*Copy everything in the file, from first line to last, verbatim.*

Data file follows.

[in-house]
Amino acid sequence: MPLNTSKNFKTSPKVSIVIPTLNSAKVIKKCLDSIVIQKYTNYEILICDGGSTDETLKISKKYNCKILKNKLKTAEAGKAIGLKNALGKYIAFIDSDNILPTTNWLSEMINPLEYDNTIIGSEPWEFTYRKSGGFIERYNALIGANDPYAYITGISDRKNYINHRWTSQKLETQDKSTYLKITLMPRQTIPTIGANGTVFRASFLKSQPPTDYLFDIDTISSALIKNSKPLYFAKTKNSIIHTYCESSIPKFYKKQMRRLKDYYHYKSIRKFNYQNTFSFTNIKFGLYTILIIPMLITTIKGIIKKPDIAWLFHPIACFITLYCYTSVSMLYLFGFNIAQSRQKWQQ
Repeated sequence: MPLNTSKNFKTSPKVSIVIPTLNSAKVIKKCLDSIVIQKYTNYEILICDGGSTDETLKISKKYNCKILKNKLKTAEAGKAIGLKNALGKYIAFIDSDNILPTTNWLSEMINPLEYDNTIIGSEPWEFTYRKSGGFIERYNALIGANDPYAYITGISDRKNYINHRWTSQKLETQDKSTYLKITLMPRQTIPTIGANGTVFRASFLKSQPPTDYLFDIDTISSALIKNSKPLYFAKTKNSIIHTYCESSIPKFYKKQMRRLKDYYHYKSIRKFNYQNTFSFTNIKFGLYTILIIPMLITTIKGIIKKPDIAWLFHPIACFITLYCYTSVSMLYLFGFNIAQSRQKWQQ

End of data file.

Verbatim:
[in-house]
Amino acid sequence: MPLNTSKNFKTSPKVSIVIPTLNSAKVIKKCLDSIVIQKYTNYEILICDGGSTDETLKISKKYNCKILKNKLKTAEAGKAIGLKNALGKYIAFIDSDNILPTTNWLSEMINPLEYDNTIIGSEPWEFTYRKSGGFIERYNALIGANDPYAYITGISDRKNYINHRWTSQKLETQDKSTYLKITLMPRQTIPTIGANGTVFRASFLKSQPPTDYLFDIDTISSALIKNSKPLYFAKTKNSIIHTYCESSIPKFYKKQMRRLKDYYHYKSIRKFNYQNTFSFTNIKFGLYTILIIPMLITTIKGIIKKPDIAWLFHPIACFITLYCYTSVSMLYLFGFNIAQSRQKWQQ
Repeated sequence: MPLNTSKNFKTSPKVSIVIPTLNSAKVIKKCLDSIVIQKYTNYEILICDGGSTDETLKISKKYNCKILKNKLKTAEAGKAIGLKNALGKYIAFIDSDNILPTTNWLSEMINPLEYDNTIIGSEPWEFTYRKSGGFIERYNALIGANDPYAYITGISDRKNYINHRWTSQKLETQDKSTYLKITLMPRQTIPTIGANGTVFRASFLKSQPPTDYLFDIDTISSALIKNSKPLYFAKTKNSIIHTYCESSIPKFYKKQMRRLKDYYHYKSIRKFNYQNTFSFTNIKFGLYTILIIPMLITTIKGIIKKPDIAWLFHPIACFITLYCYTSVSMLYLFGFNIAQSRQKWQQ